“In Malaysia, despite a slow start, the Covid-19 pandemic has actually accelerated the demand for ESG in investing. Especially because an ESG focus [helps one’s investment] become more resilient in the uncertain market conditions caused by the pandemic,” he says.
This is reflected in increased awareness, acceptance and application of ESG in business, he adds, while the legislative landscape has also evolved over the past few years. This includes the introduction of anti-corruption legislation and the requirements to submit sustainability information.
“Amid the Covid-19 crisis, we start to see society focusing more on the health and safety of employees. Until now, social factors were considered to have a relatively small impact on stock prices and corporate values, compared with environment- and governance-related matters. But this view is gradually changing, as there is significant implication to the investing landscape.
“There is now more attention towards tackling social issues, such as public health, human capital management and societal inequalities. So in Malaysia, we expect that if companies promote environmental protection, employee welfare and women’s participation, for example, their corporate value will increase, spurring economic growth in a virtuous cycle,” De Alwis says.
The Institutional Investors Council Malaysia (IIC) is also expected to play a pivotal role in spearheading this change, says Aberdeen Standard Islamic Investments (Malaysia) Sdn Bhd CEO Gerald Ambrose.
Ambrose, who is a board member of the council, says the IIC was set up to drive institutional governance but there is clear evidence that it also has a role to play in helping to improve climate management in Malaysia.
“We can see the demand is there for governance and investing in companies that would make the world better. That is why the IIC, which was started on a governance basis, is starting to look more at the social and climate change side of things.”
From an international perspective, the US’ climate change agenda is going to be in focus this year given the recent change in administration, Harris notes. “The 2021 United Nations Climate Change Conference (COP 26) that will be held in Glasgow is a big deal. While COP 21 talked about keeping global temperature increases around 2°C or even less, COP 26 will focus on achieving net-zero emission levels,” he says.
While global investors warm up to the idea of adopting ESG, or environmental, social and corporate governance, practices, the lack of proper disclosure and data standardisation will pose a challenge to this development. The panellists at the recent virtual ESG Roundtable organised by Bursa Malaysia and FTSE Russell share their views on the hurdles that those in Malaysia and the world will have to address in order to achieve uniform standards.
Tunku Alizakri Raja Muhammad Alias, CEO of Employees Provident Fund
From the EPF perspective, we identify three key risks in relation to ESG — climate physical risk, transition risk and the weaponisation of ESG.
Climate physical risk — where companies don’t take into account or are not aware of the impact of climate change to physical assets. For example, with rising sea levels, if we were to look at our highways, the majority of them could be underwater. This is also true for plantations near the coast, where a significant amount of plantation could be lost to the sea.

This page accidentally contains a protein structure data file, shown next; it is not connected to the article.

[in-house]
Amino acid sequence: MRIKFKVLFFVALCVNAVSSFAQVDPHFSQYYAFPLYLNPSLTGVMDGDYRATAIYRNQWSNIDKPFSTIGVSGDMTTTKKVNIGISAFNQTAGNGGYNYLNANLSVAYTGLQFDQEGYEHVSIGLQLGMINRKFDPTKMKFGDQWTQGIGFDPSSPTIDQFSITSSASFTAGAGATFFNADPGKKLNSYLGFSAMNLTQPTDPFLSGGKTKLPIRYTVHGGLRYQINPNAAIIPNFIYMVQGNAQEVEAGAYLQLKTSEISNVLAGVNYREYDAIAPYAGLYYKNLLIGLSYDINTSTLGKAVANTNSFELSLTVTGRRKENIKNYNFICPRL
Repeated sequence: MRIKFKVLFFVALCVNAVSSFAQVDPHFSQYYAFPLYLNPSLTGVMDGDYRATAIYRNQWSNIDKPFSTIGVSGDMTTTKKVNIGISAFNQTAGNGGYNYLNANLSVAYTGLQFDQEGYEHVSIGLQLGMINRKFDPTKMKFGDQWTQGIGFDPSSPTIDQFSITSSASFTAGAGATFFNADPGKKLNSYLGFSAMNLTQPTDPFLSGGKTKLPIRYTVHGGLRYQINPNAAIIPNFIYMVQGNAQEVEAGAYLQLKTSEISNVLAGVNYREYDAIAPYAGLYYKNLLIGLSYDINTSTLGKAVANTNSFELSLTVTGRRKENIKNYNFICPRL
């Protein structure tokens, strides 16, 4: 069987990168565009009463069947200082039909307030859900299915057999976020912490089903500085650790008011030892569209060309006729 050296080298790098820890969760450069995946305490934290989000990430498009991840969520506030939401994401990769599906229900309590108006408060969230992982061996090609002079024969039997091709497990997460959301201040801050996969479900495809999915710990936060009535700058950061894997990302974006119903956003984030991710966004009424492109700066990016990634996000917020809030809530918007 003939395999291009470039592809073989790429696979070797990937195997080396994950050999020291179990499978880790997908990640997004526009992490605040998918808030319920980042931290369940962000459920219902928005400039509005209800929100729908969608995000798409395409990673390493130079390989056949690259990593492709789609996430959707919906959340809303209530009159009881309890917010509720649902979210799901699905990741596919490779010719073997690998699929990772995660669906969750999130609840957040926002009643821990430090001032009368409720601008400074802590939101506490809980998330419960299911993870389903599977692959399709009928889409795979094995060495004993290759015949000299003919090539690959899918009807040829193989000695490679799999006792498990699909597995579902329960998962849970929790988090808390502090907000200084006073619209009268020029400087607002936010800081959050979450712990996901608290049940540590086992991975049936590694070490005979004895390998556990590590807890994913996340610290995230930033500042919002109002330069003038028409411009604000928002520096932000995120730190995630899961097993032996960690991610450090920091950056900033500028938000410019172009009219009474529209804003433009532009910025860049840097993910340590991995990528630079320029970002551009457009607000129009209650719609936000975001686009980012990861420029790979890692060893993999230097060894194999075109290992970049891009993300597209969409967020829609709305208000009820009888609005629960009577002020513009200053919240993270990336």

Transition risk — where companies will have to invest in more sustainable technology to make the shift towards a low-carbon economy.
Weaponisation of ESG — this is a term we coined at EPF where we are seeing some nations using ESG as a form of trade barrier or punishment of companies.
Gerald Ambrose, CEO of Aberdeen Standard Islamic Investments (Malaysia) Sdn Bhd
You can’t be too prescriptive in setting standards or publishing various data in your annual report. A plantation company is very different from a gaming company, which is also different from a bank, for example. Some of the measured data that is required might be hard to achieve for a smaller company. I think everybody is slowly getting on board and agreeing that it has to happen, but they have limited budgets and capabilities to do it, so it has to be a gradual process.
ESG is extremely important to companies’ financial future, so we have to look at companies from this aspect. A lot of companies we visit here in Malaysia and elsewhere in Southeast Asia want to go along with it, so through engagements with fund managers, we can help each other to get the best results for our clients.
Ismitz Matthew De Alwis, CEO of Kenanga Investors Bhd
ESG investment could be crucial for supporting sustainable growth in the country, but there are several challenges, such as unclear and dispersed criteria for sustainable investment. One of the other problems is to ensure the quality and accuracy of the information. For financial information, it is fine, as there are auditing firms that can audit it. But for non-financial data, it is not endorsed by third parties. The rules for standardisation here vary. Disclosure rules need to be developed, and it is not easy. Another discussion among fund managers is that the
criteria for ESG have been developed in EU countries, so applying uniform standards to countries with differing economic standards could result in the misallocation of our economic resources.
David Harris, Group Head of Sustainable Business, London Stock Exchange Group & FTSE Russell
The momentum we are seeing on sustainable investing is phenomenal. We are seeing a gradual focus on sustainable investments over the last couple of years. What we are seeing is that this is being driven by the largest asset owners around the world. Many of us have been calling for the International Organization of Securities Commissions (IOSCO) and the International Financial Reporting Standards (IFRS) Foundation to get engaged on sustainability data standards. They are doing that now. What we are seeing are several different forces coming together to help in the standardisation of ESG data, and that’s going to make a real difference because we need global, consistent real data. We hear it from investors. We also hear it from issuers because frankly, it’s confusing for them and difficult to navigate with all these different standards around the world.
But we are seeing these forces coming together and what we need is for all of us to collaborate and work together. Exchange collaboration is also really important to harmonise and get consistency and prevent regional fragmentation around standards.